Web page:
Tuesday, June 21, 2016

Reference Photos

    At the beginning of every life drawing session we do a few three minute gesture sketches which are usually the most dynamic poses, and therefore the most fun for me   But they're hard for the model to hold for a long time so we have to keep them short.  Once the drawing is at home you kind of feel inclined to toss it out because it's not a very good or detailed drawing.  But at the same time it does have great movement and feeling and so you'd kind of like to keep it.
   For this reason I take photos whenever the model allows it because I know I will use the photo as a reference and finish these drawings later.  In fact it's the long poses that I'm more likely to toss out because they are often stiff and uninteresting.
It's also a good idea to zoom in and get a close-up of problem areas which for me are hands and feet.     Not only do I struggle with getting them to look right, but I often can't see them that well at a distance, and my long shot photo doesn't pick up much detail.  I just use the camera on my cell phone.

   Many Life drawing groups, teachers and models consider it scandalously inappropriate to take photos or even to ask so whenever I go to other venues I have to tread pretty lightly on this subject.
I actually started to do it at the model's request, but I always ask, it's just not safe to assume.

3 minute sketch in the classroom.
This might look like an easy pose and for three minutes it probably was easy, but it would be awfully rough on the model's knees to do this for a couple hours.

Perhaps another 20 minutes at home looking at the photo. 

There's two things that an imaginative artist could do with this stick.  One is to imagine it as some kind of tool or weapon and tailor the rest of the drawing to fit that idea.
The other is to erase the stick or never draw it in the first place.  Now she could be combing her hair or talking on the phone.  It's your drawing make it do what you want it to do.

Monday, June 20, 2016


Oil Paint on Board 48" by 24"
I consider this painting to be the final turning point in my strange little journey from sign painter to fantasy fine art.  It contains everything from my past and future at that point.  The background is a faux finish like I've done in dozens of home murals.  There's an octopus which I had  painted a bunch of , but now he's carved in stone suggesting that it's ancient history now.  Her swirling tendril like hair (another style I've left behind) reflects the tentacles behind her. And the bright red lights are a reflection of my former career painting fluorescent window signs.
She's me, sword in hand, facing a new beginning as a fantasy painter.

From the time I was ten years old and picked up my first Conan book with a Frank Frazetta cover I knew I wanted to either grow up to be a barbarian super hero or a fantasy artist like Frazetta whichever came first.
One day I read that Frank Frazetta had done ghost work on the Lil' Abner comic strip for ten years and that this grueling schedule of banging out comics week after week had honed his skills and turned him into the fantastic illustrator he was.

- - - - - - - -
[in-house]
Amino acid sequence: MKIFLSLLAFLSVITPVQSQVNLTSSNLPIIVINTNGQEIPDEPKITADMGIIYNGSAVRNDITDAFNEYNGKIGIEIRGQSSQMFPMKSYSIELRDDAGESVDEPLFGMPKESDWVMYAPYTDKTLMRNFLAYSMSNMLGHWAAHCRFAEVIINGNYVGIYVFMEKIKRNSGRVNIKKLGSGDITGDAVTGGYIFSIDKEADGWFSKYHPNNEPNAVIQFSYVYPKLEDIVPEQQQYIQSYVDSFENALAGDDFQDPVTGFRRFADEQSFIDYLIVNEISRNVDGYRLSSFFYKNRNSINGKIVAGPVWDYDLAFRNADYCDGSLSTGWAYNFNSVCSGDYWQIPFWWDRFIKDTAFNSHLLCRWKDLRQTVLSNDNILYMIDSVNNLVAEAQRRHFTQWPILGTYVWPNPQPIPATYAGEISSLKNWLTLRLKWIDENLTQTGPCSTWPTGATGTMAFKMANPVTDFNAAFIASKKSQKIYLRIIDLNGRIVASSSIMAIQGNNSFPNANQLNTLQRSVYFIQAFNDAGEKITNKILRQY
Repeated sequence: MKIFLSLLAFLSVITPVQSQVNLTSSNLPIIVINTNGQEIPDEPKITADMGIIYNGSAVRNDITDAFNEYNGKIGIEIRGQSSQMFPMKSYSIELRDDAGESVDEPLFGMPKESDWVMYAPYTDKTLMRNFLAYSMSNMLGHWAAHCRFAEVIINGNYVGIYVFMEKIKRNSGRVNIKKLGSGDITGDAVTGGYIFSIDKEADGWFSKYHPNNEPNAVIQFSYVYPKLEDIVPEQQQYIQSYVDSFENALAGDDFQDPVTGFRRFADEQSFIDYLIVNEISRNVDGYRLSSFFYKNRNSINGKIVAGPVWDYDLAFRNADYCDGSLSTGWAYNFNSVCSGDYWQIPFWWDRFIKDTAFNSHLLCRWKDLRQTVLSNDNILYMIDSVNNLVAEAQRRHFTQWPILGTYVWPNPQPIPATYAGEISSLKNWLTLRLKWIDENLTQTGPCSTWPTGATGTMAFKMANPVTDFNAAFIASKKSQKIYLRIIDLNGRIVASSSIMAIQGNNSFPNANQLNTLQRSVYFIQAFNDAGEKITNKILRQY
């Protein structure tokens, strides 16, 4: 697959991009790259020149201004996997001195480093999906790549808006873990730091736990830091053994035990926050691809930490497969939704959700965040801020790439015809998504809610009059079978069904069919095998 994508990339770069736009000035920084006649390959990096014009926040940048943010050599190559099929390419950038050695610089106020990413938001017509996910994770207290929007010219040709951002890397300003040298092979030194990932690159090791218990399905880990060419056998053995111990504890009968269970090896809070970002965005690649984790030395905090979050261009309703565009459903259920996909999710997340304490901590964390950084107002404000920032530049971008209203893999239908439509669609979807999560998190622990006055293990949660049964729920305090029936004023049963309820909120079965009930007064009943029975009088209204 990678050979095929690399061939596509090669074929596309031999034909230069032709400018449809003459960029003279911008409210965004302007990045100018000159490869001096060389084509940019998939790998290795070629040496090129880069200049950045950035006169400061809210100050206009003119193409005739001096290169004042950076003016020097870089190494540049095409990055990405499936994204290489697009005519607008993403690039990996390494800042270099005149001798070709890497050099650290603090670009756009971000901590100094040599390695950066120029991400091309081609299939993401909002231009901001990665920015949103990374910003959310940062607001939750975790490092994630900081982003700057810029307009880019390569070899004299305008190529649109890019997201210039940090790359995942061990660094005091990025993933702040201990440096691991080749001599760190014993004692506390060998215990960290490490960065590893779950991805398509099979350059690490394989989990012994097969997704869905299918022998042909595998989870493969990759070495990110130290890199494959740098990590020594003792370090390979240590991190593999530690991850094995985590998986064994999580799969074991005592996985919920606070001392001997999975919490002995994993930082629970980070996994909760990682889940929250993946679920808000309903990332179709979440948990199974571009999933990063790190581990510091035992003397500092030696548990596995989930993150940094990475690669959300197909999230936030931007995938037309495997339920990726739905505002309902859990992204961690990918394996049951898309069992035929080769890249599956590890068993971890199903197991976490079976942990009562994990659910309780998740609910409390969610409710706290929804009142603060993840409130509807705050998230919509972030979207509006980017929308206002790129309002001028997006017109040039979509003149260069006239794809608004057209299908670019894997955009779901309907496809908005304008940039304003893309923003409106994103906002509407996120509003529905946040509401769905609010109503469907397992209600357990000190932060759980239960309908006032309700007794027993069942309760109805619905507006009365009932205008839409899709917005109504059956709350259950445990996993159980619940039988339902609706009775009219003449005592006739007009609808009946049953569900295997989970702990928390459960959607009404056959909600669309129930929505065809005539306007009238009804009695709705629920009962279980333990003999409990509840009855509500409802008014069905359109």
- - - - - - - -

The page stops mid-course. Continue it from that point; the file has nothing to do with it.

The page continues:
So I decided I needed to become a comics artist for ten years to hone my own skills.
That was the dumbest idea anyone ever had.

Naturally my efforts to break into comic illustration, which I wasn't even interested in, completely failed and deserved to.
Frazetta's fantasy art style comes from comics, my fantasy art style comes from sign painting.  He didn't deliberately make his Conan look like Abner, it just does because he was drawing instinctively and that's how it came out after years of repetitious practice.
For my part, I don't intentionally make my art look like a sign guy did it, it just comes out that way instinctively and I've decided not to fight it because in a way it's what makes my paintings a little different from everyone else's.
I played my strength and used skills from one career path to bridge me into another one.
Ironically the second I let go of the notion of trying to paint like Frazetta, people started telling me my work reminds them of Frazetta.  You could give me no higher compliment.  

Here's four paintings that kind of illustrate my transition from sign painter to fantasy artist and hopefully explains why I still largely identify sign painting as my strongest artistic influence.
It's not where I am now, it's where I come from.
While very different in style these four paintings only represent about a year's time from the top one to the bottom.
All of these paintings have a number of things in common.
1.  They're all about 4 feet long and painted on plywood.
2.  They all have a background that creates a visual border and they all break out of that border which makes them seem larger than the panel they're painted on.
3.  They use bright colors in high contrast to make the subject pop forward.

My sign clients wanted the biggest impact possible.   They'd often asked me to paint letters three feet tall on a board that was only 18 inches tall.  Impossible to do, but not an impossible illusion to create.  Between the bright color, the contrast and the popping-out-of-the-box effect there's an "in your face" quality to all of these paintings that makes them feel bigger than they are.